I was posting on a forum tonight and thought to myself that there are a few regulars that post daily, many that find an answer to their problem and leave, and the majority signs up and never posts a thing. The administrator of the forum on which I was posting asked why this is. I might have an answer.

Some forums make you sign up before you can use the search feature. Some people sign up and never post a thing, just so they can use the search function and be able to see attached pictures if the forum supports that feature.

There are always going to be some moochers in the group. I've seen it time and time again on gun forums. People venture into the forum world to ask a question. When that question of theirs is answered, they are gone forever. These people never contribute to the group dynamic, only take knowledge from it and depart.

The regularly posting forum members are the hardcore lifeblood of the group. The dynamic between the regulars can be rough at times, merely because one person may not like another, but still sees that undesirable person posting daily. I am a regular poster on one forum, and i continue to do so because I haven't lost interest in the topic at hand (guns) and I greatly enjoy the positive comradery and encouragement that other forum users tend to offer.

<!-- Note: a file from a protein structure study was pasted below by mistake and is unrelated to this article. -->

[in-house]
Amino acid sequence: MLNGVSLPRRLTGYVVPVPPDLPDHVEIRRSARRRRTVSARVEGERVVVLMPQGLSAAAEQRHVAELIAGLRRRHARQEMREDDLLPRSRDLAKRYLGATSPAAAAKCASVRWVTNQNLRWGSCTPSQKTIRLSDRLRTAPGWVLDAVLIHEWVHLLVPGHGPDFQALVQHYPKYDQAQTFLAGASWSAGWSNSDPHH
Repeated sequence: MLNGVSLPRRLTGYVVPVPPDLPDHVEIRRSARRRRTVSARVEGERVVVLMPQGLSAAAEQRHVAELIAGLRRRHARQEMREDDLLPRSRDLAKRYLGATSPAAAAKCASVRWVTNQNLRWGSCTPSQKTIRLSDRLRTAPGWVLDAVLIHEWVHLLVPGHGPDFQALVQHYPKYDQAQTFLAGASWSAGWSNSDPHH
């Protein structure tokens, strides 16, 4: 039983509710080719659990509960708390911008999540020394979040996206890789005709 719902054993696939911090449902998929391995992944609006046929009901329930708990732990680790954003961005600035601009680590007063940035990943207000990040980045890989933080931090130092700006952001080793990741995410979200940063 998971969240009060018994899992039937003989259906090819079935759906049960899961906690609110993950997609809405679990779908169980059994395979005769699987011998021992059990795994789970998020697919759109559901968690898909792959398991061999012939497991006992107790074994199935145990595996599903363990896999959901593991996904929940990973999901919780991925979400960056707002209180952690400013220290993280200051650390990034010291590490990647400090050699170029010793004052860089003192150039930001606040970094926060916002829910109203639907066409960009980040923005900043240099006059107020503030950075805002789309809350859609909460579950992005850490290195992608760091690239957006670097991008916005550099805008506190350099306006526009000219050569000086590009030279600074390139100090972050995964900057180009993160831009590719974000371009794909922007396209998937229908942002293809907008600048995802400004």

Internet forums as a whole seem to be filled with a lot of know-it-all types and just straight up assholes. There is a certain amount of anonymity involved in posting on a forum, leading to a higher likelihood of attacks against other forum users, patronizing, and generally being mean. The amount of hear-say, especially on gun forums, irritates me. There are some people out there that thing Glocks are amazing and think you're a fool for buying anything else. I tend to disagree. I own guns that I don't carry, I own some guns for the sake of enriching my collection more than anything else.

The group dynamic of a gun forum can draw parallels and contrasts to that of an automotive-based forum. I used to post regularly on Jeepforum, a large forum with sub-forums for each model of Jeep. I stuck to the Cherokee XJ forum for the most part and was banned after mentioning a rival forum in a post. My post was edited to remove the link leading to a rival forum. When I questioned why my post was edited, I was banned. I never went back. I was not trying to start shit with anyone and I had thousands of posts in the technical section alone.

Some people on Jeepforum wouldn't do things the right way, but would recommend it because it worked well for them. Just because their half-assed cheap shortcut worked for them, it is still not the right way to do things. Some people just didn't understand that, and would get mad when I would suggest a fix or modification that was more thorough or more expensive. I had good reason for these recommendations, but those cheapskate shortcut people were not too happy with me. This element of the group dynamic does not really occur in firearm forum communities.

The group dynamic of the forum on which I usually post is unique in the forum world. People don't attack each other, people don't make snide comments, and people don't really argue. Its a utopia among the internet, and I'm proud to be a member of it.